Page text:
Image
 
The General tab contains the policy name, and a couple of check boxes.

The window’s second tab is the Security tab, which you can see below. This tab provides the security settings that can be applied to mobile devices. As you can see in the figure below, the Security tab provides a rather modest collection of security settings. This tab for example, can be used to require a password, require device level encryption, or to enforce a specific degree of password complexity.

 

Image
 

The Security tab provides settings that can be used to configure device password and encryption requirements.

So as you can see, mobile device mailbox policies are pretty straightforward. You can either modify the default policy or create your own policy, and then apply it to the user’s mailboxes. In spite of this simplicity, there is one more issue that needs to be addressed.

As you may recall, the Mobile Device Mailbox Policy dialog box’s Security tab contained a setting called Allow Mobile Devices that Don’t Fully Support These Security Policies, and I said that I would talk about this setting later on. As the setting’s name implies, this check box, if enabled, will allow a user to use a mobile device, even if the device does not recognize all of the settings within the mobile device mailbox policy.

At first, this might seem a little bit strange when you consider that the settings shown on the Security tab relate primarily to password complexity and encryption. These are all standard functions, which should be supported by almost any mobile device. So why the setting to allow non-compatible devices?

The reason why this setting exists is because Exchange supports far more policy settings than the ones that are exposed through the Security tab. Most of the policy settings can only be configured through the Exchange Management Shell. In fact, policy settings exist that will allow you to disable WiFi from the device, or disable the device camera. You can also block consumer mail (such as Gmail or Hotmail), or disable Bluetooth. There are dozens of security settings available, but not every device works with every security setting. As such, the Allow Mobile Devices that Don’t Fully Support These Security Policies check box, essentially determines whether mobile device security will be strictly enforced, or loosely enforced based on a device’s capabilities. Incidentally, you can find a list of the available security settings at: https://technet.microsoft.com/en-us/library/bb123756(v=exchg.160).aspx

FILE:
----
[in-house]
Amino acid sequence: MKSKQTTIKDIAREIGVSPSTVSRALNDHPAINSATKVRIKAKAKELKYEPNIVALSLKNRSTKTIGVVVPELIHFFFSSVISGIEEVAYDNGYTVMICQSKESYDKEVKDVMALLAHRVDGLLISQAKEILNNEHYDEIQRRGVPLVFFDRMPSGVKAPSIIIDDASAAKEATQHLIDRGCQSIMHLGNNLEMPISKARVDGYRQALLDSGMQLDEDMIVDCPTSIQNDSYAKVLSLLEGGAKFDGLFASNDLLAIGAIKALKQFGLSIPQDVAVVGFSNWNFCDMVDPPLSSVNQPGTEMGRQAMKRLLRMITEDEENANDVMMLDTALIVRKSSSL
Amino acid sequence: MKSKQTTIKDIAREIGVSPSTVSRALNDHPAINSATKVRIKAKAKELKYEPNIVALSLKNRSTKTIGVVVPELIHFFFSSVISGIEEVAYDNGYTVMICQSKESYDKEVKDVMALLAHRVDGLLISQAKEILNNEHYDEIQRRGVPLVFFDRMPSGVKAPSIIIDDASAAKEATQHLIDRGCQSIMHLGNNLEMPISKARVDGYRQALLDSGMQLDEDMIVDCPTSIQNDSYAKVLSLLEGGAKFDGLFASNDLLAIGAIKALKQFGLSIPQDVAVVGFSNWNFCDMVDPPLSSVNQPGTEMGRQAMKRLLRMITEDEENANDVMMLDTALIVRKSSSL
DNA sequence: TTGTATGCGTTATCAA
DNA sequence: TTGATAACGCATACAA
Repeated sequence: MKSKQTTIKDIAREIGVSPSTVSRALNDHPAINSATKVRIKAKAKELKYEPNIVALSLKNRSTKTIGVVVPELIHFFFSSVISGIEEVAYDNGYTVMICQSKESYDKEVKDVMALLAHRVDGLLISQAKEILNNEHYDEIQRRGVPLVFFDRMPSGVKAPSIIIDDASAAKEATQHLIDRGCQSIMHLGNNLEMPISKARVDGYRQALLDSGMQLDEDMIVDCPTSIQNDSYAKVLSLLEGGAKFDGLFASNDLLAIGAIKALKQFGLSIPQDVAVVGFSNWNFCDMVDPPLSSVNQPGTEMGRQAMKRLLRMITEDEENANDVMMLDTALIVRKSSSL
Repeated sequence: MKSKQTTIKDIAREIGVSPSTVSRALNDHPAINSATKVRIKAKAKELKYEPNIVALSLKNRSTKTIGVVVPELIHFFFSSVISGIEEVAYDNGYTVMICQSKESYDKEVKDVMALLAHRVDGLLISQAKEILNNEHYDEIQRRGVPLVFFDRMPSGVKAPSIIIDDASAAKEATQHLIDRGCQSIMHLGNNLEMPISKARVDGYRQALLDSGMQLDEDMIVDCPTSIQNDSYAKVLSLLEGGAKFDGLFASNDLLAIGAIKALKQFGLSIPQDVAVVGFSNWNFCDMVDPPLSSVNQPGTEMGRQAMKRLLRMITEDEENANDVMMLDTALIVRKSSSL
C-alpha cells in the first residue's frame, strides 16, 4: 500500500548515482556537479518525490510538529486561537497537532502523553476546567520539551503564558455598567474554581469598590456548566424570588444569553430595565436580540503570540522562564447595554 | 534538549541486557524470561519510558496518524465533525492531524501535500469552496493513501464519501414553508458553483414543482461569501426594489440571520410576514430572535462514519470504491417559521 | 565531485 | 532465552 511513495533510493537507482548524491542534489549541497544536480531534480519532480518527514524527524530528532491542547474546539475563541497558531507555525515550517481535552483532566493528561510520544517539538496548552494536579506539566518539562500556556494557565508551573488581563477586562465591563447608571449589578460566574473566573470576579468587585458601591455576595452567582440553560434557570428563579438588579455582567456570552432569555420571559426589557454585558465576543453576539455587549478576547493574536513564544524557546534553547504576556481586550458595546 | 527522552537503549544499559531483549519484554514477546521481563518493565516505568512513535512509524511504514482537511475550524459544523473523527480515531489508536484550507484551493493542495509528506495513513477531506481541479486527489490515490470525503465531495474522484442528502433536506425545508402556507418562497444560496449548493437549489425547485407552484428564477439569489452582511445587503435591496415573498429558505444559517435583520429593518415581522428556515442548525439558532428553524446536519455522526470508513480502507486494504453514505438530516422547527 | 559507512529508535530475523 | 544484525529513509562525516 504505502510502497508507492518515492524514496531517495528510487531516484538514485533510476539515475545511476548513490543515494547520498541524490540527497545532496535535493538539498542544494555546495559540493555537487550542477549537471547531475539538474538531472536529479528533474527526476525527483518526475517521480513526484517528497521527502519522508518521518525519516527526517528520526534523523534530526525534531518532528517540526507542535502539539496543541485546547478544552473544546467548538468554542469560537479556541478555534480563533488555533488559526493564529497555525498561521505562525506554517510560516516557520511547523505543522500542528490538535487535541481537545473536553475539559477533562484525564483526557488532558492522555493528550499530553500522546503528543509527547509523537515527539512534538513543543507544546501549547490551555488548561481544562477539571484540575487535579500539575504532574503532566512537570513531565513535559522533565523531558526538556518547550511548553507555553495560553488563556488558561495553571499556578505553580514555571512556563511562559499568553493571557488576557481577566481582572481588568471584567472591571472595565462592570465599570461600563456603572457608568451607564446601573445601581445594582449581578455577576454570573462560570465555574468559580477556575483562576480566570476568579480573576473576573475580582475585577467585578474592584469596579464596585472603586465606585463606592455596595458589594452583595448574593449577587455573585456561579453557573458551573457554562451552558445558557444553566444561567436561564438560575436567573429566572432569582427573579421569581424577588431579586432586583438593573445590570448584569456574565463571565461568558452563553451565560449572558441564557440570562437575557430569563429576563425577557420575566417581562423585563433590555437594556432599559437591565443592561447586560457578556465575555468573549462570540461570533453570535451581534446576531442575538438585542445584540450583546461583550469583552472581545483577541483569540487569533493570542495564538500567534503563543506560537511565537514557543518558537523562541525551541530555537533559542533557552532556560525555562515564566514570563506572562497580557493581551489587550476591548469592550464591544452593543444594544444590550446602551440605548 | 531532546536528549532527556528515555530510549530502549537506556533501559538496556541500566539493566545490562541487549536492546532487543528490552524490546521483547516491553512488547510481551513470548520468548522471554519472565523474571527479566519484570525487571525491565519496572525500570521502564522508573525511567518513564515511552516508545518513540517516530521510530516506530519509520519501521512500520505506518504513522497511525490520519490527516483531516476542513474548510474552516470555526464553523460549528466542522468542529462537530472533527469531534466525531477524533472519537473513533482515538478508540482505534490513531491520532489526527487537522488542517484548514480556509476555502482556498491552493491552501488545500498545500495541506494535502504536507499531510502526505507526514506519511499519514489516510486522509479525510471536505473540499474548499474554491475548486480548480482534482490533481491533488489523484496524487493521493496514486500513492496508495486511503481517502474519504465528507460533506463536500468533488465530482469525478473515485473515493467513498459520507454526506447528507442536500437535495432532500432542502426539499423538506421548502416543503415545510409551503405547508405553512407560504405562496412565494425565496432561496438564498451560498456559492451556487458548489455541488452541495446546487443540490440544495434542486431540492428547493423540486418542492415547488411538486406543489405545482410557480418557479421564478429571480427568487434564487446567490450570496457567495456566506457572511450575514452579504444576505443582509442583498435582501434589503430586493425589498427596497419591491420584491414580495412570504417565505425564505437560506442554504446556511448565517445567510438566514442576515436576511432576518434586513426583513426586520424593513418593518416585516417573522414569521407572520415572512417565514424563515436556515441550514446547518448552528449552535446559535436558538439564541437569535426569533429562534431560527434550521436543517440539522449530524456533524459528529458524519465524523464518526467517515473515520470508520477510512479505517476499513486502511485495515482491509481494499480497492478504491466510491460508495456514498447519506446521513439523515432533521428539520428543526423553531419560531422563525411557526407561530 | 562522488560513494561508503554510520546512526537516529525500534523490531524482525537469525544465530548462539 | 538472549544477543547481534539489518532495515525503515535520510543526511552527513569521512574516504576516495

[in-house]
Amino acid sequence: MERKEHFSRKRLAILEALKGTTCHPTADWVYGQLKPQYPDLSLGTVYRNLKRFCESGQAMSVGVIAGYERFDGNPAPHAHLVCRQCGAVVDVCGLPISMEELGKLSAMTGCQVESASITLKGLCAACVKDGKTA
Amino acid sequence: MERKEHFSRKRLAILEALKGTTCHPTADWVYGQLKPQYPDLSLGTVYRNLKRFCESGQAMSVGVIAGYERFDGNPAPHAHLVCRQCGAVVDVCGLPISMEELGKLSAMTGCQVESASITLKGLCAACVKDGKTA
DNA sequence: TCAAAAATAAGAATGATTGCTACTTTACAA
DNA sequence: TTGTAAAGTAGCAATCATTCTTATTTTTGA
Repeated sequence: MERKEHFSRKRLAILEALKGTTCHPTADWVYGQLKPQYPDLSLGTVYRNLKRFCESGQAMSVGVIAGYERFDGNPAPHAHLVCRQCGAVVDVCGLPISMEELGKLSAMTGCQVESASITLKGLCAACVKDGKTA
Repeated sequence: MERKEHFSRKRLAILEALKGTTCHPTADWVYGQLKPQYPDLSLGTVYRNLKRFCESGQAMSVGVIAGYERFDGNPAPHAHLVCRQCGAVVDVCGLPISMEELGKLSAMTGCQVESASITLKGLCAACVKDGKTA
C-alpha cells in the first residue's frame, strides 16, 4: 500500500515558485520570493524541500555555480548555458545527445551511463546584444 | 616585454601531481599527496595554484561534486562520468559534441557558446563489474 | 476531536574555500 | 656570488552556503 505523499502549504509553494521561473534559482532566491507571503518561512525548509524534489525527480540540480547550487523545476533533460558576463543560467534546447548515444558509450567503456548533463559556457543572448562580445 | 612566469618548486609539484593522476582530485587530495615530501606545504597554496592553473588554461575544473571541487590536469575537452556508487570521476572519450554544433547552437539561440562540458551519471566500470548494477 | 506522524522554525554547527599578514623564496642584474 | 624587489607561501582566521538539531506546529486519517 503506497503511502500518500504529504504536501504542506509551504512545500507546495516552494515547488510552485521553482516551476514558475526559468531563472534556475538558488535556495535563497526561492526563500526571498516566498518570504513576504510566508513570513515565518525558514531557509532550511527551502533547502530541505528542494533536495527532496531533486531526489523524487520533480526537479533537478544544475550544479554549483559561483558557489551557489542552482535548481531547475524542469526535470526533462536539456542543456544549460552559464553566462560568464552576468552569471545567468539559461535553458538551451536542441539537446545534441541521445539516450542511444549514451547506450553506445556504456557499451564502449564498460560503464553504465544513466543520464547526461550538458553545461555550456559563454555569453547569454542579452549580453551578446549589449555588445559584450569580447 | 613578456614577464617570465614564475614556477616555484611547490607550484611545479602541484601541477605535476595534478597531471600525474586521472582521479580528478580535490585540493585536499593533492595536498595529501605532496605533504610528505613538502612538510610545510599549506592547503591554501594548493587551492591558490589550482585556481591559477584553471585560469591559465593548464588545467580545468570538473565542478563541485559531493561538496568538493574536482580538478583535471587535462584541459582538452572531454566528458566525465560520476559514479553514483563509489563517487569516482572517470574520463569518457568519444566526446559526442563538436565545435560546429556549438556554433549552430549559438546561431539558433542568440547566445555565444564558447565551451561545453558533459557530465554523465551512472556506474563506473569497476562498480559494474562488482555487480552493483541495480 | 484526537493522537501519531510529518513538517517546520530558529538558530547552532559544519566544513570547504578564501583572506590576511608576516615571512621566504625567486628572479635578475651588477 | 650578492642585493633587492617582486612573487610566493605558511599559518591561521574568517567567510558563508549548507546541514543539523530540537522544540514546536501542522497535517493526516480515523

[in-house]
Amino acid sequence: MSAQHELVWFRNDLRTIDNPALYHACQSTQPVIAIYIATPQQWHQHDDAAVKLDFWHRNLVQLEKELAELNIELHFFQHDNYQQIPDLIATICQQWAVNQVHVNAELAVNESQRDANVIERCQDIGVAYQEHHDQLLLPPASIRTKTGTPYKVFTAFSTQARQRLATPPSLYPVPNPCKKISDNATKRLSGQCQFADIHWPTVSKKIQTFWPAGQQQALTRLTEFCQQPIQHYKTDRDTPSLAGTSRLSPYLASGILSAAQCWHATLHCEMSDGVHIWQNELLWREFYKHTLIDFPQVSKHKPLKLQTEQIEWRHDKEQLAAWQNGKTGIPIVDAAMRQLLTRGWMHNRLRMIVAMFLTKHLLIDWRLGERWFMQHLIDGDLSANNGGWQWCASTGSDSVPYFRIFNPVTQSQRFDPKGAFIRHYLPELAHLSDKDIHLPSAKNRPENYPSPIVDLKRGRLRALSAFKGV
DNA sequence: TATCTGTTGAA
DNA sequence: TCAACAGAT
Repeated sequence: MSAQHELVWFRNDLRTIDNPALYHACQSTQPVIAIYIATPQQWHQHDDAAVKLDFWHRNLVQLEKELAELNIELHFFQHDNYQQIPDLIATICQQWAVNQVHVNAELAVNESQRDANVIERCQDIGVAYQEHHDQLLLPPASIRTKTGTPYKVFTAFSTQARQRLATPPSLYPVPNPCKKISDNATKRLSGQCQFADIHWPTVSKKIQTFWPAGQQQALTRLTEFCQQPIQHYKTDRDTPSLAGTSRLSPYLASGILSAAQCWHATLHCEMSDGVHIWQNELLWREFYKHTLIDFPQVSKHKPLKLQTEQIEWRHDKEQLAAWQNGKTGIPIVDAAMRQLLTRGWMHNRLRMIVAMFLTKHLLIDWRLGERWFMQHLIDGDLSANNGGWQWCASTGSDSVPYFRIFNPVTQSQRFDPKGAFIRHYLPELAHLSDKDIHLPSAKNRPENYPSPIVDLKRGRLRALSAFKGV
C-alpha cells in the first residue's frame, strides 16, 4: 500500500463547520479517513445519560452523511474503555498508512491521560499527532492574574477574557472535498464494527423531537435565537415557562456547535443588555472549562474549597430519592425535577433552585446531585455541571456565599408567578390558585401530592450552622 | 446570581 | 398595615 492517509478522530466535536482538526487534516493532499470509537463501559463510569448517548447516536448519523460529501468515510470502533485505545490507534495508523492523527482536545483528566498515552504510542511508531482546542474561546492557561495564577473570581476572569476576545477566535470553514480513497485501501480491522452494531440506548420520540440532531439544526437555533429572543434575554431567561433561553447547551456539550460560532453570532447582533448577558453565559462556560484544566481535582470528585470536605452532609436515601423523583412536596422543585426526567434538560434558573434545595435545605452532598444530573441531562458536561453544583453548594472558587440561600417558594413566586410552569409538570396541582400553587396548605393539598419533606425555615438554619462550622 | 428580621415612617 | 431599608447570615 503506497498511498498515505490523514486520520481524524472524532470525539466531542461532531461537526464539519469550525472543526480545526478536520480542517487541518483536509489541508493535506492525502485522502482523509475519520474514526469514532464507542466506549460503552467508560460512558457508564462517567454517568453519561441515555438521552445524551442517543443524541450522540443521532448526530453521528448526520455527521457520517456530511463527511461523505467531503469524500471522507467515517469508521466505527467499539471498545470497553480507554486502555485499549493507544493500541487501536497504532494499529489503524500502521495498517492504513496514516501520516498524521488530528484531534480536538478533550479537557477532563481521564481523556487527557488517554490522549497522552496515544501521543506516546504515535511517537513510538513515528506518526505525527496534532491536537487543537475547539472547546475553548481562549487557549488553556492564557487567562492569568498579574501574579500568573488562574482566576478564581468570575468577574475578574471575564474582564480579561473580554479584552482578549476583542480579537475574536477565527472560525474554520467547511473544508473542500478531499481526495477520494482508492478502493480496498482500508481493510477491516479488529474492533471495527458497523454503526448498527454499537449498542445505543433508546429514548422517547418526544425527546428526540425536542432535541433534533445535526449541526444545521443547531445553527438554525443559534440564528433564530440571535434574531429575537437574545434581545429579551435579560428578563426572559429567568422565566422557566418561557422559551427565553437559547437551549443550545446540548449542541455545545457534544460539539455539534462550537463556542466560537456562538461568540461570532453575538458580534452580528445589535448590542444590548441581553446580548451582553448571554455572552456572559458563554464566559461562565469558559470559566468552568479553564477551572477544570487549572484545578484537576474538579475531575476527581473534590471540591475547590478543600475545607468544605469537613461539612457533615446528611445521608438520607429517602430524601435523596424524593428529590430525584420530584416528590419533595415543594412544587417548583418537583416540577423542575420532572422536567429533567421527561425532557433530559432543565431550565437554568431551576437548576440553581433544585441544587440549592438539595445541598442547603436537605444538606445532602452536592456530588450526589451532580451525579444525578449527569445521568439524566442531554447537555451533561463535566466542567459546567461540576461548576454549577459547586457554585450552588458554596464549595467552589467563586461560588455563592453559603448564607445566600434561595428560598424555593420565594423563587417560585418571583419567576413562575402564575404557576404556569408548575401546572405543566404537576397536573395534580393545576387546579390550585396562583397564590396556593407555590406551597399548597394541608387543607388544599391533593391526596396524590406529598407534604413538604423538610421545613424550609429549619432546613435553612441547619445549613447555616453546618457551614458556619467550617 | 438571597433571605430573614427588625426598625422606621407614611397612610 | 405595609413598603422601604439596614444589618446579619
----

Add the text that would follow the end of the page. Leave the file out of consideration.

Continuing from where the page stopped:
Conclusion

In most cases, it probably isn’t going to be necessary to be too heavy handed with mobile device security policies. Even so, numerous policy settings exist that you can use to custom tailor your mobile device security policies to meet your organization’s own unique needs.

See Also


The Author — Brien M. Posey

Brien Posey is an award winning author who has written over 3,000 articles and written or contributed to 27 books. You can visit Brien’s personal Web site at www.brienposey.com